Warning: This article contains sexually explicit information that some readers may find offensive!
This story provides the latest developments on HB 88 – The Healthy Youth Act
Christian Action League
The so-called “Healthy Youth Act,” moved two steps closer to the House Floor this week, with hearings in the Health and House Education Appropriations committees and four amendments.
On Tuesday (April 7), the House Health Committee took up HB 88 – The Healthy Youth Act for a second time.
The legislation would supplant Abstinence Until Marriage (AUM), which is the current standard for sex education for seventh through ninth grades, with Comprehensive Sex Education (CSE). The differences between the two approaches to sex-ed are fundamental. AUM focuses on abstinence from sexual activity until marriage and references contraceptives in the context of failure rates, while CSE* only references abstinence (abstinence from sexual intercourse – not abstinence from sexual activity) and focuses on contraceptives.
“Parents need to understand that an egregious form of sex-ed will soon become the standard in North Carolina’s public schools if this bill passes,” said Rev. Mark Creech, executive director of the Christian Action League.
This week, the North Carolina Family Policy Council released a new Issues Brief that cites excerpts from some of the most popular so-called abstinence-based comprehensive sex-ed programs that are used in North Carolina and around the country.
“Reducing the Risk: Building Skills to Prevent Pregnancy, STD and HIV is a CSE program taught in Chapel-Hill/Carrboro city high schools in North Carolina.
(Truth or Myth) ‘Teenagers can obtain birth control pills from family planning clinics and doctors without permission from a parent. TRUTH. You do not need a parent’s permission to get birth control at a clinic. No one needs to know that you are going to a clinic.’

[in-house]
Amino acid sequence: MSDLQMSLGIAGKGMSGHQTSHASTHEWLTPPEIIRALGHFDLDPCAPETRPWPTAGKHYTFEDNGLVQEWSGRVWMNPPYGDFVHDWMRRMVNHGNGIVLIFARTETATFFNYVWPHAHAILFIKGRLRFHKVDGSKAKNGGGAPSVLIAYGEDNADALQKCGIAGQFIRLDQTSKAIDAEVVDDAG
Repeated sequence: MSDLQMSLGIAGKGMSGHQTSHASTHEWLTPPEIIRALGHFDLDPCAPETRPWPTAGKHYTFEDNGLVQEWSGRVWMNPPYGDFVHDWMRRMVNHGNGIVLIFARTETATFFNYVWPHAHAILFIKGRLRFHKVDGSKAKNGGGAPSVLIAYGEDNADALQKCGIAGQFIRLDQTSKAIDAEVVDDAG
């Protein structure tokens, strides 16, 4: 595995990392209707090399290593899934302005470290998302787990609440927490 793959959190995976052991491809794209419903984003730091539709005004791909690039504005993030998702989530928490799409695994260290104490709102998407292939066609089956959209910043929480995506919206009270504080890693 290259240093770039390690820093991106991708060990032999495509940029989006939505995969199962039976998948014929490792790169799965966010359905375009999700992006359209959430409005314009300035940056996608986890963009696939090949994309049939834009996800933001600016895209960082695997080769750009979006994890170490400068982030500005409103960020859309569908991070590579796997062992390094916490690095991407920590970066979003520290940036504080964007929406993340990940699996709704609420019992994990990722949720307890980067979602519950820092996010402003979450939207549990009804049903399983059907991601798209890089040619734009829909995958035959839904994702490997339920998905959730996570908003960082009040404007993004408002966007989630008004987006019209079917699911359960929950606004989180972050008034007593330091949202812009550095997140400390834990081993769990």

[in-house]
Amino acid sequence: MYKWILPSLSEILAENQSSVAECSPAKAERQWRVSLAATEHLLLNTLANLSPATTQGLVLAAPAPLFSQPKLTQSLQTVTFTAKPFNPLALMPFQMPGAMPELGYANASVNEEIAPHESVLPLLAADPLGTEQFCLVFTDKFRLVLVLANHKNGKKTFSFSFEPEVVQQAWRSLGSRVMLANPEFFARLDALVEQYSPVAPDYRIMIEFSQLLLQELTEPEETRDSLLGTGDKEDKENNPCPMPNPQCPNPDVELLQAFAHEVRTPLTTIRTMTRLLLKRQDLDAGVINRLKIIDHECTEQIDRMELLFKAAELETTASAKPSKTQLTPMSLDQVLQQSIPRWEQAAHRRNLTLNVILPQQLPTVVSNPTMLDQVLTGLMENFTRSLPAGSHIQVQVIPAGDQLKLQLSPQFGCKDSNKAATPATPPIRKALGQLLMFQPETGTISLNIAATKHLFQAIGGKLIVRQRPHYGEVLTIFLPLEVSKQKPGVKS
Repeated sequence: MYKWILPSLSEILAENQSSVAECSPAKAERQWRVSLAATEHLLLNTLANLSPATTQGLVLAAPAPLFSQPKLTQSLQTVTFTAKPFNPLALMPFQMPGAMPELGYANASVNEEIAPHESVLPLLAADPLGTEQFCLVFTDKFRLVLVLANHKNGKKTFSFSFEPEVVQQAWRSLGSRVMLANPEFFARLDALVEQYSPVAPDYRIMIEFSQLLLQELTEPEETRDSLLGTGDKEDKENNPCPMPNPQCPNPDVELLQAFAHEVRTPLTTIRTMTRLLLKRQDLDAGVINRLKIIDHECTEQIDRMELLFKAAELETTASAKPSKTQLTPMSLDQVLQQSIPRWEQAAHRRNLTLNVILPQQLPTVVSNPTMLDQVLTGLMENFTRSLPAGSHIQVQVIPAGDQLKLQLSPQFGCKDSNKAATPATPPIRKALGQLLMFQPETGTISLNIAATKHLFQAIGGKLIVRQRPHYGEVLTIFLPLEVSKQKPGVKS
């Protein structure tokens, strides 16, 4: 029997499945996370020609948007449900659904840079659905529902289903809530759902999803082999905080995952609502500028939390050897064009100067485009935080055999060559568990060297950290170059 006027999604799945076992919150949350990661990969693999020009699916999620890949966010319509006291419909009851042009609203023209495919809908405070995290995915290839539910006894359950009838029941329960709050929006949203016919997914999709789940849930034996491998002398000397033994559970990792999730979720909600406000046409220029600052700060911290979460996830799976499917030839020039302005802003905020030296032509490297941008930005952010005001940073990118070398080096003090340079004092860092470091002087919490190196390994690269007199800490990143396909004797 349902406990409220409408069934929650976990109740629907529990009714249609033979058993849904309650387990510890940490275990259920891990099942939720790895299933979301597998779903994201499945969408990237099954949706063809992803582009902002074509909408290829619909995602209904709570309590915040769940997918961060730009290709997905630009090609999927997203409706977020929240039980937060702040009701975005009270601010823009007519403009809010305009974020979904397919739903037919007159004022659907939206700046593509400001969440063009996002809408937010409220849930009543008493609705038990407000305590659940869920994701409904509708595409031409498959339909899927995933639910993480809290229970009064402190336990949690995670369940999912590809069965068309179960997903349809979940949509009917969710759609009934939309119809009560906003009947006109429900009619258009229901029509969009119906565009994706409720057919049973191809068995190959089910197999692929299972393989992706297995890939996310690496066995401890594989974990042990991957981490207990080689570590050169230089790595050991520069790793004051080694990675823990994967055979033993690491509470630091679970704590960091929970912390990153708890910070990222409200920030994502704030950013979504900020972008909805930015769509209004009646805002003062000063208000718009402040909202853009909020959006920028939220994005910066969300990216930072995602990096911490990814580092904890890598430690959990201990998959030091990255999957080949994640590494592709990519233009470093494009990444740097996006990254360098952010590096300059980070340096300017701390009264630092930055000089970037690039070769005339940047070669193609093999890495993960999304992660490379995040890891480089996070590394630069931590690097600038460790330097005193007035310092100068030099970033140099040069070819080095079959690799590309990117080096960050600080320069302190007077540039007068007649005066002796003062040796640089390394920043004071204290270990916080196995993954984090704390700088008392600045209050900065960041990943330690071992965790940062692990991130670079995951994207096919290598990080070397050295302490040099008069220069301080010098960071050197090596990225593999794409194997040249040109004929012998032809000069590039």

Stepping Stones to Better Living: Responsible Decisions is a locally developed “abstinence-based” sex education program that is used in New Hanover County schools.
In the 8th grade, the teacher shows the co-ed class how to use various contraceptives, such as condoms, which she rolls out on her fingers.
The popular CSE curriculum, Be Proud! Be Responsible! describes itself as ‘abstinence-plus’ and is aimed at 13-19-year-olds.
‘Showering together’ is a ‘green light’ (no risk) activity.’
‘Use condoms as a method of foreplay…Use different colors and types/textures (some have ribs on them)…Think up a sexual fantasy using condoms…Tell your partner how using a condom can make a man last longer…Act sexy/sensual when putting condoms on…Have a sense of humor – be silly – make jokes…Hide them on your body and ask your partner to find it…Wrap them as a present and give them to your partner before a romantic dinner…Tease each other manually while putting on the condom…Have fun putting them on your partner – pretend you are different people or in different situations’
‘Although some guys may be uncomfortable with a young woman who is very assertive, most guys get very turned on if their partner touches them, especially if she touches his penis and strokes it. Applying lubrication directly on his penis will probably make him very excited. Then she can roll the condom on with a lot of lubrication inside and out. During this entire time, her own arousal level also will increase, preparing her vagina for comfortable penetration’
Teachers are advised: ‘These questions [concerning condom use] are geared toward heterosexual partners. Encourage participants to discuss these issues in the context of same-sex partners.’
Another CSE curriculum, Focus on Kids, teaches:
‘When discussing ‘Don’t have sex,’ be sure to help youth identify other options, such as finding fun ways to be together that don’t involve sex, or finding different ways to please a partner without sex (e.g., kissing, rubbing, mutual masturbation).’
Teachers are told to: ‘State that there are other ways to be close to a person without having sexual intercourse. Ask youth to brainstorm ways to be close. The list may include…body massaging, bathing together, masturbation, sensuous feeding, fantasizing, watching erotic movies, reading erotic books and magazines….’
Group leaders are told: ‘You may need to describe anal intercourse. (When a man puts his penis into another person’s rectum or as*@#!&. The person can be male or female.)'”
During the House Health Committee meeting on Tuesday three amendments to HB 88 were offered, two of which failed and one that succeeded.